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SBA releases list of RRF grant recipients but questions remain

The Independent Restaurant Coalition contends more disclosure is needed about potentially ineligible businesses that won grants

Under pressure for more disclosure, the Small Business Administration on Friday released a list of the 101,004 businesses that received more than $28.6 billion in Restaurant Revitalization Fund, or RRF, grants.

The data dump follows a press conference held by IRC members on Thursday and a Freedom of Information Act Request demanding that the SBA disclose more information about RRF funding. The SBA rescinded grant approval for an unknown number of applicants following multiple discrimination lawsuits filed by white, male restaurant operators who objected to the SBA’s plan to prioritize businesses owned by women, veterans and minorities.

In a statement Friday, the IRC expressed concern that some of the businesses that received grants were not the eating-and-drinking establishments the program was designed to help through the pandemic crisis.

Erika Polmar, IRC executive director, said she was concerned “about the number of ineligible businesses such as recreation facilities, management companies and hotel chains who received grants from the SBA. Congress clearly spelled out that only eating-and-drinking places should qualify for relief.”

SBA officials declined to comment Friday.

The IRC has been lobbying for Congress to refill the RRF program, which ended July 2. The grant fund received more than 278,000 eligible applications representing more than $72.2 billion in requested funding, according to the SBA, far more than the program was able to accommodate. The IRC estimates that more than 177,000 restaurants and bars in need of relief remain on the brink of permanent closure.

“When refilling the fund, we urge Congress to make the necessary changes that will ensure only restaurants and bars receive additional funding in the future,” Polmar added. “We hope the SBA answers our questions about how many individuals awarded grants in the priority period had their awards revoked. Those businesses must be made whole, as should every restaurant and bar impacted by this pandemic.”

Of the grant money awarded, about $18 billion went to underserved populations, including $7.5 billion to women-owned businesses; $1 billion to veteran-owned restaurants; $6.7 billion to businesses whose owners are socially and economically disadvantaged; and $2.8 billion to businesses owned by representatives of multiple underserved populations.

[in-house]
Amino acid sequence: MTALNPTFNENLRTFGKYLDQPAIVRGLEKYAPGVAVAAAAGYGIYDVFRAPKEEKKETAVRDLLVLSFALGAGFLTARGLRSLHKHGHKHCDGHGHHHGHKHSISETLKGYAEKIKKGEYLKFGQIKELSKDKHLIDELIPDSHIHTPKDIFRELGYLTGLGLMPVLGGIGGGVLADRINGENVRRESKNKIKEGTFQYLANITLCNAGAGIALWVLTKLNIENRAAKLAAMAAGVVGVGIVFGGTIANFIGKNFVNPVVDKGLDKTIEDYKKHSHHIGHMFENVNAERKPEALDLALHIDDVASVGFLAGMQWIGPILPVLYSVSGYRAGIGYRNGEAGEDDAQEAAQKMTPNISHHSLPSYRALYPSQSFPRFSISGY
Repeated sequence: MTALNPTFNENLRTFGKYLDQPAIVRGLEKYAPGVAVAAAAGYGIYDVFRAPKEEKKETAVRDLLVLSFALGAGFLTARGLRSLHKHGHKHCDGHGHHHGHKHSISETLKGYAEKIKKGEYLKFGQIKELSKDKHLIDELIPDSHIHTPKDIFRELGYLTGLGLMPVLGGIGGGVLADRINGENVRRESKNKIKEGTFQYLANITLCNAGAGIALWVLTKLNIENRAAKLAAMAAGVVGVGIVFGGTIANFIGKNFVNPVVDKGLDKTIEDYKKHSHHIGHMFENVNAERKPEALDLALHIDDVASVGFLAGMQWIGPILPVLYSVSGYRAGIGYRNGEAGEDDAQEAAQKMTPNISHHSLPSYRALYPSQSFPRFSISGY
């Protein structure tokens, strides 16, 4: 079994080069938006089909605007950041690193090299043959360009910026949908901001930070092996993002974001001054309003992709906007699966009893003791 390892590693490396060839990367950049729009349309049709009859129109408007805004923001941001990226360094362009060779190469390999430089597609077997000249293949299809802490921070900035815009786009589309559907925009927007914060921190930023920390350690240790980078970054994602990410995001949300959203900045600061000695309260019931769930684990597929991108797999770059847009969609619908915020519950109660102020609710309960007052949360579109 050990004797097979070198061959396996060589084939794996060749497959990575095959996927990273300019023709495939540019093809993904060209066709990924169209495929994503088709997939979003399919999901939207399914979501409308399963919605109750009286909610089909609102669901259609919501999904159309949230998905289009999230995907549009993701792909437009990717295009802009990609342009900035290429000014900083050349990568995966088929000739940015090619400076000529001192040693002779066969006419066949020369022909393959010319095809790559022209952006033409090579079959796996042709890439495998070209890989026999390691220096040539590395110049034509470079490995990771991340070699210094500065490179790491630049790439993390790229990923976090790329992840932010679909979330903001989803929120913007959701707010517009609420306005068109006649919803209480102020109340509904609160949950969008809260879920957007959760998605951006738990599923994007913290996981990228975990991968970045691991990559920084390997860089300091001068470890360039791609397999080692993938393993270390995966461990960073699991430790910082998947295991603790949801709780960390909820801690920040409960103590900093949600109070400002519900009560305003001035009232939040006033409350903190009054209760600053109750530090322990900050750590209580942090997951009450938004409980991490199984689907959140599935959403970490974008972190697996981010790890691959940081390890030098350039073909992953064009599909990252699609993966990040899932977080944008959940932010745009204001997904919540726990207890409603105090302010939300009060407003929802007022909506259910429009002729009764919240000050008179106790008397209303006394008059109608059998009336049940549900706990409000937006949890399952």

The SBA said the average size of grant awards was $283,000. 

According to the IRC’s review of data released Friday, 10,155 franchise locations received $2.6 billion.

Six Hilton Hotel subsidiary locations received more than $21 million; and five Wyndham Hotel subsidiary locations received almost $3 million, the IRC said.

Though hotels could include restaurants and bars, the IRC said information raises questions about how the funding was used.

In a lawsuit filed in Pennsylvania in May, for example, the parent company to Larry Flynt’s Hustler Club and other strip clubs sued the SBA to challenge their eligibility for the RRF program. The strip club operator argued it should qualify as an eating-and-drinking establishment.

In a response filed Friday, the SBA in court filings gave an indication of what might — or might not —  qualify as a restaurant or bar, saying there is no likelihood that the strip club operator would successfully obtain an RRF grant.

“Larry Flynt’s Hustler Club is not a restaurant. People don’t go to strip clubs for the food, any more than they go to the movies for popcorn,” the SBA argued in court filings.

Contact Lisa Jennings at [email protected]

Follow her on Twitter: @livetodineout

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